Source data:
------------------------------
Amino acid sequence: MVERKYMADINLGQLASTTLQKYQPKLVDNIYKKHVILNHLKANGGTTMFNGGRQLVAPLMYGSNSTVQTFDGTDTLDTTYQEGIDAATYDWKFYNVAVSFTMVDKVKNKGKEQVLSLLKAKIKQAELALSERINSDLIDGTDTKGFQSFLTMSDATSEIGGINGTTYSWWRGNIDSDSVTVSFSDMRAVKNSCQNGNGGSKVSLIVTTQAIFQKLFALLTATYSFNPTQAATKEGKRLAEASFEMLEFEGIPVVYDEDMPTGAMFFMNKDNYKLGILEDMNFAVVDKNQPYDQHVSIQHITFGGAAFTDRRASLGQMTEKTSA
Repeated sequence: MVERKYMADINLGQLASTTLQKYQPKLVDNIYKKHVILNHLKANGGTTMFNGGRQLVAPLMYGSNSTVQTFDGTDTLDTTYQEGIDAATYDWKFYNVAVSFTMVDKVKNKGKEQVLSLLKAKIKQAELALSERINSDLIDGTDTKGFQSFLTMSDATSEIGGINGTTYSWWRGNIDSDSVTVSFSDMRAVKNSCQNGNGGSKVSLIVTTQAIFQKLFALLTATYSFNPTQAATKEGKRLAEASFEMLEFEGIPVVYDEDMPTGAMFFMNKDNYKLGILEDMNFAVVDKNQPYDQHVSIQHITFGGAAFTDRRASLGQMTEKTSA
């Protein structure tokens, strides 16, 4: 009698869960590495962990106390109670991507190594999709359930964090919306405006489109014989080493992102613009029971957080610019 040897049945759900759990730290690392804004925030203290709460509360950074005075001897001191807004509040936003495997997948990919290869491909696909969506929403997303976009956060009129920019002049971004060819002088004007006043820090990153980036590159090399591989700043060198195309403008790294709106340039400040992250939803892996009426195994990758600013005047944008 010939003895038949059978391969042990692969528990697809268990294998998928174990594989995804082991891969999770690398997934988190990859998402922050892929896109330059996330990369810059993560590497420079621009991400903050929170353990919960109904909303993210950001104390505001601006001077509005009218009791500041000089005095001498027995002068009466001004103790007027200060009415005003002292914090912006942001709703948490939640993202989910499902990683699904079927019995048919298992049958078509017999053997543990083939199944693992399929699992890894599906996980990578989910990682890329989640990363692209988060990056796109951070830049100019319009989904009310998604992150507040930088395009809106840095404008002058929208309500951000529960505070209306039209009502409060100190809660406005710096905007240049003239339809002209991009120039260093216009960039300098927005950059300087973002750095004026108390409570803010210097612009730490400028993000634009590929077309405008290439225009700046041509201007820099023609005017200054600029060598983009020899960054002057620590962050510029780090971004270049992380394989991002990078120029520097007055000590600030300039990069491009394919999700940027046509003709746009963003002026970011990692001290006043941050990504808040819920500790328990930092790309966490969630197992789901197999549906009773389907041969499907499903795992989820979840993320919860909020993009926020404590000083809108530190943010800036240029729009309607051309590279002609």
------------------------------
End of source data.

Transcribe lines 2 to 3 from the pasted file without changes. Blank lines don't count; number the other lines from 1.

Repeated sequence: MVERKYMADINLGQLASTTLQKYQPKLVDNIYKKHVILNHLKANGGTTMFNGGRQLVAPLMYGSNSTVQTFDGTDTLDTTYQEGIDAATYDWKFYNVAVSFTMVDKVKNKGKEQVLSLLKAKIKQAELALSERINSDLIDGTDTKGFQSFLTMSDATSEIGGINGTTYSWWRGNIDSDSVTVSFSDMRAVKNSCQNGNGGSKVSLIVTTQAIFQKLFALLTATYSFNPTQAATKEGKRLAEASFEMLEFEGIPVVYDEDMPTGAMFFMNKDNYKLGILEDMNFAVVDKNQPYDQHVSIQHITFGGAAFTDRRASLGQMTEKTSA
């Protein structure tokens, strides 16, 4: 009698869960590495962990106390109670991507190594999709359930964090919306405006489109014989080493992102613009029971957080610019 040897049945759900759990730290690392804004925030203290709460509360950074005075001897001191807004509040936003495997997948990919290869491909696909969506929403997303976009956060009129920019002049971004060819002088004007006043820090990153980036590159090399591989700043060198195309403008790294709106340039400040992250939803892996009426195994990758600013005047944008 010939003895038949059978391969042990692969528990697809268990294998998928174990594989995804082991891969999770690398997934988190990859998402922050892929896109330059996330990369810059993560590497420079621009991400903050929170353990919960109904909303993210950001104390505001601006001077509005009218009791500041000089005095001498027995002068009466001004103790007027200060009415005003002292914090912006942001709703948490939640993202989910499902990683699904079927019995048919298992049958078509017999053997543990083939199944693992399929699992890894599906996980990578989910990682890329989640990363692209988060990056796109951070830049100019319009989904009310998604992150507040930088395009809106840095404008002058929208309500951000529960505070209306039209009502409060100190809660406005710096905007240049003239339809002209991009120039260093216009960039300098927005950059300087973002750095004026108390409570803010210097612009730490400028993000634009590929077309405008290439225009700046041509201007820099023609005017200054600029060598983009020899960054002057620590962050510029780090971004270049992380394989991002990078120029520097007055000590600030300039990069491009394919999700940027046509003709746009963003002026970011990692001290006043941050990504808040819920500790328990930092790309966490969630197992789901197999549906009773389907041969499907499903795992989820979840993320919860909020993009926020404590000083809108530190943010800036240029729009309607051309590279002609």